In the startup world, these two terms mean very different things.
A startup is a company designed for growth. It has to scale far beyond the founders’ skills and time – and that means rapidly taking on additional staff and risk. Startup founders live a compromise: they work their tails off night and day, trying to deliver value as quickly as possible, with the end goal of selling their company. To deliver on everything, they have to hire staff quickly too, and the founders ask their staff to hustle just as hard.
A lifestyle business helps the founders live a particular lifestyle with a base level of income. This business is all about compromise too – its founders aren’t going to build something that sells out to Facebook for a billion Bitcoins. They have to keep working in order to keep the lifestyle going.
These two businesses have different levels of:
- Work hours
- Family time
When you decide to quit your day job and become a consultant, make a conscious decision about which type of business you want to build, and what kind of founder you want to be.
That one initial decision helps guide the rest.
Neither decision is wrong – they both work – but this isn’t a mark-all-that-apply question.
Why Hybrids Rarely Work
You could theoretically start a lifestyle business, work at it a long time, and eventually build up enough value that it can be sold without you staying involved.
But if other folks see you being successful at your lifestyle business, they’re going to start up similar businesses to solve the same problem. Rather than building a lifestyle business, though, they’re going to build startups. They’ll put the gas pedal to the floor, burn the midnight oil, and ramp up their business value as fast as possible. They’ll be the ones who get acquired, and then they’ll have the resources to build an even larger base.
You could also theoretically start a startup, and then eventually coast down into a lifestyle business. That rarely works because startups require such aggressive risk and debt – it’s hard to coast them into a relaxed cruising speed.
My Own Career Choices
I’ve done the small startup employee thing. I remember the excitement of funding coming in, moving up to nicer offices, and acquiring other companies. I also remember my startup employer skipping a paycheck at the exact time I was trying to buy a house. I remember the incredible stress of walking into the mortgage company’s offices with my prior 3 paychecks and playing dumb, pretending I just hadn’t received the paper copy of this week’s, and hoping like hell they didn’t ask for one.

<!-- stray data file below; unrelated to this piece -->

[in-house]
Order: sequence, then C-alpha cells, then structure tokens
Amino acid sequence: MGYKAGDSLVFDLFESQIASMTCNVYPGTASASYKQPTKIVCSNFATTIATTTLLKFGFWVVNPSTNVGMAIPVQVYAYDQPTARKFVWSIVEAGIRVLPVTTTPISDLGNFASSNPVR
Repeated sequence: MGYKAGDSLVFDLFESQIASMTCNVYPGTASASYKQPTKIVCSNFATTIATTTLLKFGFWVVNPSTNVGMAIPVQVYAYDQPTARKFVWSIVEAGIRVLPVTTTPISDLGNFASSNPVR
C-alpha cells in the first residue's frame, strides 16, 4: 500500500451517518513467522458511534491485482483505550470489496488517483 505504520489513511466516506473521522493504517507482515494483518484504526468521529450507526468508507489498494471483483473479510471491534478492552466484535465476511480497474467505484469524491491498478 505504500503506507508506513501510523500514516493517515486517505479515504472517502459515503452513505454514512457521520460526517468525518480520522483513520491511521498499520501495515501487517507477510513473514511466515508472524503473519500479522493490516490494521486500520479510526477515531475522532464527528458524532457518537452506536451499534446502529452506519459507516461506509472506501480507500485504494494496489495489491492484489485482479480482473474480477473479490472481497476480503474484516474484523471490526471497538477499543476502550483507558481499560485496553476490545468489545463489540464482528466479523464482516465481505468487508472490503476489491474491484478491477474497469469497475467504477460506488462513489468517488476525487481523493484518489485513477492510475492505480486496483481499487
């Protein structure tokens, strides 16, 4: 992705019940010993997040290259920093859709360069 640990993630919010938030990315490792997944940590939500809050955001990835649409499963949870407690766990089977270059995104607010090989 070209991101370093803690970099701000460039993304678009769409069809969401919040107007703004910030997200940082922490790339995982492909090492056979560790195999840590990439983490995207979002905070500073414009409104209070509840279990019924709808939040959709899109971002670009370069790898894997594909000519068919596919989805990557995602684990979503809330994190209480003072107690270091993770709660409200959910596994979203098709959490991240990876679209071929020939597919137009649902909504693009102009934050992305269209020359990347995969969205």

Later, when I worked at Quest Software, I saw life at a much larger quasi-startup. I still got to be around a lot of startup employees – but it was because we acquired them, hahaha. Those small startup founders made good money, but, well, at the end of the day, they were right back at a big company, sitting through meetings, working long hours. They’d sacrificed some of the best years of their lives, and I wasn’t sure the returns made sense.
This time around, when Jeremiah, Kendra, and I wrote a big manifesto about Brent Ozar Unlimited‘s company’s goals, we focused on lifestyles. We wanted to be financially comfortable enough, but we didn’t want to sacrifice our family lives to get there.
How Our Decision Drives Our Consulting Company
That decision drives how we hire employees. We don’t grow aggressively – we want to be able to cover months and months of salaries even if the economy hits another bump. That means even though we get lots of calls for consulting help, we don’t hire willy-nilly. We aimed for growing by one employee a year for the first few years.
That decision drives how we treat employees. We know we could sell a DBA-on-call product and instantly boost our bottom line, but it would come at the expense of our employees’ home lives. (Well, that and we’d probably have to hire different employees, and probably even different founders, because none of us are fond of pager duty.)
That decision drives – heck, it even drives what we drive. I’ve got a 6-year-old car that I’m quite content with. Sure, I drool over the new Porsche 911 Targa – what an incredibly trick folding roof – but I’d rather relax this week at a conference in Orlando and catch up with friends.